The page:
Today, I’m revisiting some recent articles that appeared in this space. We’re taking another look at two players.
I enjoyed my recent interview with 27-year-old Chris Shaw for this article. He’s probably facing an uphill battle to make the Orioles’ opening day roster. Several players, now including him, will compete this spring for outfield corner spots, along with first base and DH.
But Shaw had quite a season on the farm in 2019. Between Double-A and Triple-A for the San Francisco Giants, Shaw filled up the stat sheet over 120 games. He hit .294/.360/.559 with 27 doubles, three triples, 28 homers, 94 RBIs and a .919 OPS. For his career on the farm in 524 games, he’s batted .279/.340/.520 with 109 homers and an .861 OPS.
He told me he already is friends with several players in the O’s organization.
“I actually know a good amount of guys that are or have been on the roster,” Shaw said. “I actually lived with Ryan Mountcastle and Stevie Wilkerson in the (Arizona) Fall League in 2017. Played against DJ Stewart in the ACC and Richie Martin was on the Cape when I was playing there.
“It was awesome (in the AFL). I think Mounty was just turning 20 at the time and I was 22, and everyone else in the house - we had like seven guys there - we were all 22, 23. Mounty could not come out and partake in everything we partook in that fall league during that time. But it was fun experience living with those guys, so I’m excited to see them.”
After getting 72 at-bats over two years with the Giants in the major leagues, Shaw told me was very excited about his fresh start with the Orioles.
Will Kim pursuit heat up soon?: The Toronto Blue Jays may be pursuing free agent shortstop Ha-Seong Kim. They have been in touch, according to a report from MLB Network. That is not telling us much, as due diligence would mean getting in touch, but the Blue Jays could turn out to be a fit for a player that some O’s fans wish their club would get involved with.
But Orioles executive vice president and general manager Mike Elias has indicated the club is unlikely to extend a multi-year deal for a free agent right now. He didn’t completely rule it out, but it would be a surprise.
Kim has played in the Korea Baseball Organization from 2014-2020. MLBTradeRumors.com currently ranks him as the No. 7 free agent available.
Kim, who made his KBO debut at 18, just turned 25 and his age is a lot of the allure here. You would have this player heading into some prime seasons. The question mark is how the KBO stats will project into Major League Baseball. But his stats are strong. In 2020 for the Kiwoom Heroes, he batted .306/.397/.523 in 138 games with 24 doubles, a triple, 30 homers, 21 steals and an OPS of .921, which was a career best. Some scouts don’t believe he can handle shortstop in the majors and might have to play somewhere else.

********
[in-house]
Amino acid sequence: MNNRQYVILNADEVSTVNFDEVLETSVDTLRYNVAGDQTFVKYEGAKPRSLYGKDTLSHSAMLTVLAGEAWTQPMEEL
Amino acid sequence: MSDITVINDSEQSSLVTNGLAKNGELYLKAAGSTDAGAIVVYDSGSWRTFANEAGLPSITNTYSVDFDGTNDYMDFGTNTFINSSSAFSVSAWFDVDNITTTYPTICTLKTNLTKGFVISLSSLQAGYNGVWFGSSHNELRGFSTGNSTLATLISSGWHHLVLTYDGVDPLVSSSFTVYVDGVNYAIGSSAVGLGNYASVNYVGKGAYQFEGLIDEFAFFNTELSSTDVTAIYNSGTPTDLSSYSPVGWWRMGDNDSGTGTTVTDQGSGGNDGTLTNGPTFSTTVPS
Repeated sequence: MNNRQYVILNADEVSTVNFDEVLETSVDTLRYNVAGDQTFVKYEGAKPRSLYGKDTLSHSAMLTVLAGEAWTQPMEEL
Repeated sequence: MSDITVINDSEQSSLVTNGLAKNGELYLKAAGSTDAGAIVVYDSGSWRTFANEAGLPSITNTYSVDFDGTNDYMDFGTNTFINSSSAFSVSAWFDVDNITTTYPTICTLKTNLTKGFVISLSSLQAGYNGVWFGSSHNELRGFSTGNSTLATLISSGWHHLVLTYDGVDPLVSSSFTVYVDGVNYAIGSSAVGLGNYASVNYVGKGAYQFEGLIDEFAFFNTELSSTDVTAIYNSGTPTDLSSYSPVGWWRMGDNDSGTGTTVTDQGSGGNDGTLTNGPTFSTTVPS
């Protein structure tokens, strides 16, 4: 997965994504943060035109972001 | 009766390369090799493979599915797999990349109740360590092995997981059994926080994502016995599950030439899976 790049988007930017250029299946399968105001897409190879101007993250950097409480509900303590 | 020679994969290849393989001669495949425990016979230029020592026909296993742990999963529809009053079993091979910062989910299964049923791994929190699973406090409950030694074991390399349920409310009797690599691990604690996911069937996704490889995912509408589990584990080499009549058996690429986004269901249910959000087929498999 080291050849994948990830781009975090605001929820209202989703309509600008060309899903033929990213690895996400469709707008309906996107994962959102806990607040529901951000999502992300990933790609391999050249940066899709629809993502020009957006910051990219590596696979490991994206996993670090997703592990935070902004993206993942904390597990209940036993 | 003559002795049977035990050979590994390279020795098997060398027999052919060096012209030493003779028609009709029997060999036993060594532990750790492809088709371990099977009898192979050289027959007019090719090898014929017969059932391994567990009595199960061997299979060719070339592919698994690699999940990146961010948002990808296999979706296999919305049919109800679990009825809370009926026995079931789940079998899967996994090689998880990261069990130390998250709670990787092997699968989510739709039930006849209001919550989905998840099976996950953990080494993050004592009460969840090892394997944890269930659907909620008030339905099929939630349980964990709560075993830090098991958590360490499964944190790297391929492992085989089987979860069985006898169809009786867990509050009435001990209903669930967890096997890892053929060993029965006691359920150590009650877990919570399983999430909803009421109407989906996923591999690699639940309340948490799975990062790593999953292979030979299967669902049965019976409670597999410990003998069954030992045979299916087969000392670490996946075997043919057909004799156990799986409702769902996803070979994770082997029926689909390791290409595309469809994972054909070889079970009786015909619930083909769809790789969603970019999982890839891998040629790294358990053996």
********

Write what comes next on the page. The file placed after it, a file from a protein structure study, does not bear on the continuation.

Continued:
He just recently was officially posted. And in addition to dispensing the contract itself, the team that signs Kim will also have to pay a transfer fee to the Kiwoom club. The Heroes’ transfer fee will be 20 percent of the contract’s first $25 million in value, 17.5 percent of the next $25 million and 15 percent of anything beyond the $50 million threshold.
I recently wrote about Kim here after an online sportsbook listed the O’s as seventh among the betting favorites to get him. That is far from the projected betting leader, but I guess they are saying there is a chance.
With one projection that Kim could get a five-year deal for $40 million, that amounts to $7.625 million additional. Yes, the O’s are in need of a shortstop now that they have traded José Iglesias, but it sure seems unlikely they would dive into the deep end of the pool for this player. Plenty to like about Kim, but he’s not coming to Baltimore right now.
A few final tidbits: The Orioles public relations staff, not long after the season ended, provided O’s reporters with a comprehensive wrap-up on the season, which included a batch of notes and stats on each player. Here are a few random tidbits from that.
* On Aug. 11 at Philadelphia, outfielder Austin Hays hit the 23rd inside-the-park home run in Orioles history, leading off the 10th inning. It was the first O’s inside-the-park home run since Robert Andino did it on Sept. 26, 2011 versus Boston.
* Third baseman Rio Ruiz led the Orioles with 54 hard-hit (95+ mph) balls, according to Statcast.
* Outfielder Anthony Santander’s eight DRS (defensive runs saved) were the second-most among American League right fielders, according to Sports Info Solutions.
* Bullpen lefty Tanner Scott’s opponents hit .065 (2-for-31) with runners in scoring position, the fourth-lowest opponent batting average in the majors (minimum 20 RISP at-bats).
* O’s righty Dean Kremer did not allow a hit to a left-handed batter (0-for-13) in his first two outings, and through his first three starts, lefties batted just .111 (3-for-27) against him with eight strikeouts.